Monthly Archives: July 2009

White House Garden Brings Local Agriculture to National Forefront

The importance of locally-grown produce is finally returning to the forefront of American consciousness, thanks in part to the new organic garden First Lady Michelle Obama has had planted at the White House. If you’re reading this blog, chances are that you already know about this garden, and are also well-aware of the benefits of sustainable agriculture. Still, I thought it would be nice to take a moment to acknowledge this action, which marks only the second time in history for such a feature to occupy the Presidential property – the first being Eleanor Roosevelt’s World War II victory garden.
The garden serves as both as a talking piece for the American public – with Obama admirers hopefully taking note of the First Lady’s decision, and starting to think about how they can incorporate gardening into their own lives – as well as an educational tool, as local schoolchildren helping to first dig and plant the garden, and are now returning to harvest the produce and learn about healthy eating by preparing the foods with the Obama’s chef in the White House kitchen.
In this era of industrial agriculture-induced environmental destruction, as well as nutrition-related chronic diseases that are ravaging the country, the First Lady should be commended for her efforts to illuminate how fresh produce, local agriculture, and organic practices are attainable means of working to combat these problems.
For more information about the White House garden, follow these links:
http://www.nytimes.com/2009/03/20/dining/20garden.html
http://www.nydailynews.com/lifestyle/food/2009/06/19/2009-06-19_first_lady_michelle_obamas_garden_growing_well_white_house_harvesting_plenty_of_.html
http://www.whitehouse.gov/blog/A-Healthy-Harvest/
Happy Gardening!!

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Field Training Course Tackles Weeds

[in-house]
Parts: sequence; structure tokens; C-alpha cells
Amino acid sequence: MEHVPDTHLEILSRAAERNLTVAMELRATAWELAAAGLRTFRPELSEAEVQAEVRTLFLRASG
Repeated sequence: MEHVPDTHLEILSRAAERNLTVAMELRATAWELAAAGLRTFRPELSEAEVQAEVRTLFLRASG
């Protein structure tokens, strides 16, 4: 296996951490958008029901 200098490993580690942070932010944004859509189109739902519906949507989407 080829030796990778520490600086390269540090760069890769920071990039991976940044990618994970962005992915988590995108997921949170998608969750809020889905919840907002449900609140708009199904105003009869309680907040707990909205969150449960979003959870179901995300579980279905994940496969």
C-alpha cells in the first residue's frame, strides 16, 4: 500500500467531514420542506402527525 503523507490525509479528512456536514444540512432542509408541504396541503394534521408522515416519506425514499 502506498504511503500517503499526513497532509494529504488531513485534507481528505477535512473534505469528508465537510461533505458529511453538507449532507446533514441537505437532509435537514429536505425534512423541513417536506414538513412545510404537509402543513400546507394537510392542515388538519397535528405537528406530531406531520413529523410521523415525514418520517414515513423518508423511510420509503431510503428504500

Spring and Summer Field Training Courses are underway! On Thursday, June 25th, a dozen or so of our New Entry farmers and other would-be farmers joined Mackenzie at Richardson’s Farm for a course in Weed Management. A bit of theory coupled with a lot of hands-on trial and error with farm equipment and tools made this two-hour session a great opportunity for students to first learn and then feel exactly what it’s like to remove those pesky weeds from a patch of earth. Stay tuned to our blog to see some photos from this and other trainings!
These sessions have been happening every other Thursday since late-March, and have included such essential farming skills as: Equipment Use and Maintenance, Pest Management, Irrigation Setup, and Record Keeping.
There are still two trainings left in the series: a Cover Cropping field trip, and a session on Soil Testing and Nutrient management. If you’d like to join us, or just want a bit more information, head to our website:
http://nesfp.nutrition.tufts.edu/about/calendar.html

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Celebrate Local Food on the 4th!

Greetings!
Harvest season has returned, and with that, so has New Entry Sustainable Farming Project’s blog! We have lots to tell you about what we’ve been doing and what we have planned, but for now – just a quick heads up about a great campaign happening in honor of the 4th of July:

FoodIndependenceDay.org
wants you to help celebrate America’s sustainable food producers this weekend, by eating a locally-sourced holiday meal, or serving one at your backyard barbeque. Invite your friends and neighbors to join you, tell them about the great farmers’ market where you bought your lettuce, the friendly farmer who sold you the beef for your burgers, and encourage everyone you know to explore the benefits of sustainable agriculture.
And if you have some free time before the fireworks, sign FoodIndependenceDay.org’s petition, or send a letter to your local politicians telling them how important this issue is to you!
Have a safe and happy weekend!

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